Potato Nutrition

Although popular, potatoes have been the subject of much unfair criticism regarding their role in weight loss, low GI and low carbohydrate diets. However, it is evident from their ‘stand-out’ nutritional qualities that they fit well into a balanced diet.

The facts are:

‘A high intake of fruit and vegetables reduces the risk of
coronary heart disease’

This is a recognised high level health claim and guess what? The potato is a vegetable.

‘Fruit and vegetables automatically qualify for the Heart Foundation Tick’

This is a trusted, independent, not-for profit program and guess what? The potato is a vegetable.


Nutritional Value of Potato

Quantity per serving % Daily Intake (per serving) Quantity per 100g (or 100ml)
Energy 421.5 kj (100.8 cal) 5% 281 kj          (67 cal)
Protein 3.57 g 8% 2.5 g
Fat, total 0 g 0% 0 g
– saturated 0 g 0% 0 g
Carbohydrate 19.2 g 6% 12.4 g
– sugars 0.6 g 1% 0.4 g
Sodium 4.5 mg 0% 3 mg
Vitamin C 31.5 mg 70% 21 mg
Fibre 3.45 g 12% 2.3 g
Cooking method was boiled with skin on as this is the preferred preparation method. Percentage daily intakes are based on an average (8700kj) may be higher or lower depending on your energy levels. Percentage Recommended Dietary Intakes (RDI) were calculated using the schedule Standard 1.1.1 of the FSC.

How Many Kilojoules KJ in a Potato?

One medium size potato has around 420 Kilojoules.  This is the same amount of energy as approximately 100 grams of pasta. Kilojoules are a unit of measurement for energy and are often used by nutritionists to calculate the amount of energy in food.

Nutrient Potato, non specified type, boiled, no added salt/fat (100g)
Energy (kj)* 281
Protein (g)* 2.5
Fat (g)

How Many Calories in a Potato?

One large potato has about 110 calories. Most of the calories in a potato come from the carbs it contains. A small baked potato with skin has 26 grams of carbs, while a large baked potato with skin has 37 grams of carbs.

One small potato will have about 67 calories and a medium potato will have 85 calories.

The majority of the carbs in a potato are in the form of starch. A small baked potato with skin has 2 grams of fiber, while a large baked potato with skin has 3 grams of fiber.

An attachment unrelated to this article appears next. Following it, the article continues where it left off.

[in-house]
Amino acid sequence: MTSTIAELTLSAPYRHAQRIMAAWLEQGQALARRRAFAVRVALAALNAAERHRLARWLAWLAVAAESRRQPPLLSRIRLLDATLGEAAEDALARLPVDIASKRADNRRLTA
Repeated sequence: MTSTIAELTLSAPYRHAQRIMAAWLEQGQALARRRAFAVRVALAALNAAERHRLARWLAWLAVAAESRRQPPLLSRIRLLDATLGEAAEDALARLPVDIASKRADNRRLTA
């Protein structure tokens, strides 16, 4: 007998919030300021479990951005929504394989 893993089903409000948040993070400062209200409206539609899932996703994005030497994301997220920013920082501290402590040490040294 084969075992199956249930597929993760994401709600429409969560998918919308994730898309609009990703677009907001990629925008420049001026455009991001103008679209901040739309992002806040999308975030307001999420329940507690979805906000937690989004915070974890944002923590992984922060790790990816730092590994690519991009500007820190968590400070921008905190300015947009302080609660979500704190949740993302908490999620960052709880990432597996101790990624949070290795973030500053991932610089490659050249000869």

One way to reduce the number of calories in a potato is to remove the skin before eating it. The skin of a potato contains a lot of the starch and some of the fiber.

A small baked potato with the skin removed has 19 grams of carbs, while a large baked potato with the skin removed has 28 grams of carbs.

Another way to reduce the number of calories in a potato is to eat it without adding any additional toppings or seasonings. This will help lower the calories

Nutrient Small Potato, boiled, no added salt/fat (100g)
Energy (Cal)* 67
Protein (g)* 2.1
Fat (g)

Health Benefits of Potatoes

  • 99.9% fat free
  • Gluten free
  • Less calories than rice and pasta
  • Cholesterol free
  • Very low in salt (sodium)
  • More fibre than five bananas
  • More potassium than a banana
  • Twice the Vitamin C of blueberries, more Vitamin C than an orange

Potato Glycemic Index (GI)

Children all over the world eat the versatile potato with little complaint, but in the adult developed world, many consumers have discarded potatoes from their diets because they believe that potatoes are fattening, high in “bad carbs” and full of “empty” calories. There is also a lot of discussion about foods which are high or low GI.

The GI is proposed as tool to rank foods based on their immediate effect on blood sugar levels and to evaluate low-GI foods based on the speed at which they enter the bloodstream.

The GI ratings are:

  • High GI > 70
  • Medium GI 56-69
  • Low GI < 55

The potato has a GI of 65-101 and is generally considered to be a high GI food although this is dependent on variety and cooking method. Not all potatoes fall into this category and some potato varieties have actually been tested and given a “low” glycemic index. There is large variability and it is influenced by methodology.

However, the index has some limitations in its use. The index does not reflect the glycemic variation in potatoes due to factors such as variety, country of origin, processing or preparation techniques. It is known that the GI of cooled potatoes is significantly lower compared with potatoes consumed immediately after cooking. Cold storage can also reduce GI values.

The GI does not reflect the nutrient content of food. Many nutrient poor, high energy foods such as chocolate have a low GI, and so the overall health benefits of a food cannot be based on this index alone.

In addition, eating potato with other foods, often lowers the overall GI value substantially.

Potatoes also get a bad ‘rap’ because of the heavy foods associated with them including butter, margarine, sour cream, cheese, bacon and fatty oils. For this reason, potatoes have been blamed for weight gain. However, when cooked simply in their skins, the potato is a vitamin tablet, a nutritious way of receiving your dietary fibre and carbohydrate requirements and a healthy choice in any diet. In fact, the potato is a nutrient-dense food which means that for the amount of calories it contains, it provides a good nutritional return.

Potatoes boiled with their skin on are actually naturally free of fat. However, the choice of cooking method affects overall fat content.

This table illustrates these variations per 100g of potato:

Cooking method Fat content (grams)
Shoestring Fries 15
Baked Jacket Potato 0.3
Potato Crisps 30
Fat Chips (Fish & Chip Shop) 9
Peeled & Roasted 5
Oven-baked Wedges 6